With the upcoming legalization of marijuana in Canada, the increasing use of opioids, and the pervasive use of alcohol in our society, Canadian employers are intent on doing their due diligence to ensure workers are not impaired at work.
HR practitioners must keep abreast of changes happening in the Canadian employment-law arena. This is easier said than done—nothing is more confusing, or changing more rapidly, than rulings around the employer’s right to test employees for drugs and alcohol. Drug testing, workplace safety, and employee rights have been in at the centre of a number of legal battles for many years.
There are two competing principles in play in an ongoing legal battle between Suncor Energy and Unifor, the union that represents many of Suncor’s employees. Suncor believes it has a legal safety obligation to test employees for drugs and alcohol, saying that they have had 2200 safety incidents involving drugs and alcohol.
Suncor certainly does have a legal and moral duty to ensure the workplace is safe and free of hazards, including impaired employees. However, the union’s position, which is also valid, is that employees have the right to privacy, and that random drug testing violates that right.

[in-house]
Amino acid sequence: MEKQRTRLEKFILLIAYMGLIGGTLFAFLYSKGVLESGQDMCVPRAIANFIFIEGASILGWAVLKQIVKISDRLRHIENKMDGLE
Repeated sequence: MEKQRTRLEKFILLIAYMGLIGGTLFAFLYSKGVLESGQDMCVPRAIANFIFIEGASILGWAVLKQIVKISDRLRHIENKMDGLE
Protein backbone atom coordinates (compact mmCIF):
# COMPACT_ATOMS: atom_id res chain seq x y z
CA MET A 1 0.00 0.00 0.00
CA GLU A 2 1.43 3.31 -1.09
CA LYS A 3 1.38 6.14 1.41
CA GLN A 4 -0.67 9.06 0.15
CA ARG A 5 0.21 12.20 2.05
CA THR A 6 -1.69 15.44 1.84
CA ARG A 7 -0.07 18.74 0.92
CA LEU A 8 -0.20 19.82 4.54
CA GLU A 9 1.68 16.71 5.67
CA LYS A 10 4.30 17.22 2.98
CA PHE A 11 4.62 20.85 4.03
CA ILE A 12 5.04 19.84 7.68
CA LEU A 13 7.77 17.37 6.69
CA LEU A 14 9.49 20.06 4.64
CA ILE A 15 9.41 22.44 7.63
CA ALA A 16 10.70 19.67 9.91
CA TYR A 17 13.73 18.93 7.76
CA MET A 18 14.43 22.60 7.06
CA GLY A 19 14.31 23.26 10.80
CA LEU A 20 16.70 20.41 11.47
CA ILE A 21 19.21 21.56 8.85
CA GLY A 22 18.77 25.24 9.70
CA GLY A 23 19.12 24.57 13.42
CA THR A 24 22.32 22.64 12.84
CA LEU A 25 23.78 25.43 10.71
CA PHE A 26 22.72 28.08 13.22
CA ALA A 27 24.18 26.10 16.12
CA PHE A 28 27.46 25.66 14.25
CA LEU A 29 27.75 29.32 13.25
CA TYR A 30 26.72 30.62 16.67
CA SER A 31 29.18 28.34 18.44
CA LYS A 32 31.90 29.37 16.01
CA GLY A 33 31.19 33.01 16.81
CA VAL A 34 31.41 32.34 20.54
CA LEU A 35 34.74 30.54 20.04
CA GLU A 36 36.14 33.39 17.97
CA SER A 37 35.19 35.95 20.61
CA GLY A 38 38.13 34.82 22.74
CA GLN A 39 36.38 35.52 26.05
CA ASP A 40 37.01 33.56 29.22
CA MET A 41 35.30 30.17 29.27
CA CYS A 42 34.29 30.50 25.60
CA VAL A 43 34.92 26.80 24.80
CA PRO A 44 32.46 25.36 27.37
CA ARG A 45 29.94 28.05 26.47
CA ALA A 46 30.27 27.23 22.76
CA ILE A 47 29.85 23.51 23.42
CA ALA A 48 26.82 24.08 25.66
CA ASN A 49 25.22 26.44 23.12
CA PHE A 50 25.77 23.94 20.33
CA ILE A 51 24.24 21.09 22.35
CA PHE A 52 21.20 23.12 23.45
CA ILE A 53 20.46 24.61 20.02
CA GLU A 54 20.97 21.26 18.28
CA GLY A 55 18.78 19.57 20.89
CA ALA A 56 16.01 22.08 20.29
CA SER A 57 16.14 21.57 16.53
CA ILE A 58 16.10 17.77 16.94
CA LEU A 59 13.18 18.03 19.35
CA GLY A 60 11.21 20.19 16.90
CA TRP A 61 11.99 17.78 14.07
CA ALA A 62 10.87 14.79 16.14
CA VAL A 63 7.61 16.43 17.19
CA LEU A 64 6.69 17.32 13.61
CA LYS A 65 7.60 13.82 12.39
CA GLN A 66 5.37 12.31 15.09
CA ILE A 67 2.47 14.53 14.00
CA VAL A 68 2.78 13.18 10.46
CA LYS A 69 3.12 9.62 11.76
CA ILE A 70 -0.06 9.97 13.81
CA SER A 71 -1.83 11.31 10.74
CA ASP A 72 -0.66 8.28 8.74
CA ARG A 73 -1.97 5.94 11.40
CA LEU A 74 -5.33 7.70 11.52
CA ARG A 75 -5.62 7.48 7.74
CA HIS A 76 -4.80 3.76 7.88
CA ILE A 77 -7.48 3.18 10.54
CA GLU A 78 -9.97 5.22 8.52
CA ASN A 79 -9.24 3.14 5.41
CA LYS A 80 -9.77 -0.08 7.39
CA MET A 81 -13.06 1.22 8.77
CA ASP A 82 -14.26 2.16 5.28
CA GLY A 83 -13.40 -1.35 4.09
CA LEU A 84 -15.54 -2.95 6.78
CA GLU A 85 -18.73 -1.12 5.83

Suncor won a September 2017 ruling that allows them to test employees for drugs and alcohol randomly.
However, in December 2017, just over two months after the ruling in Suncor’s favour, an Alberta Judge placed a temporary injunction preventing Suncor from carrying out random drug testingz
So, where do we stand on random drug testing in Canada now? It is very unclear. Currently, in Alberta, employers don’t seem to have the right to use random drug testing, even for safety-sensitive jobs. The story is different in Ontario, however, with the Ontario Superior Court ruling that random drug testing is legal.
Ontario Associate Chief Justice Frank Marrocco declared, in his decision concerning the Toronto Transit Commission, that, “public safety outweighs privacy concerns.”
So, there you have it, HR Professionals — there is no clear answer to the question concerning the conflict between rights of the employer against the rights of the employee. What is the HR Professional to do, you ask? Stay aware, stay concerned, and keep up to date on employment court rulings. These ruling can change rapidly.
Research policies in Canadian workplace and analyze them with respect to drug and alcohol testing. Is it a workplace requirement? When can the employer ask for drug/alcohol testing? Do any policies have a requirement for random drug and alcohol testing?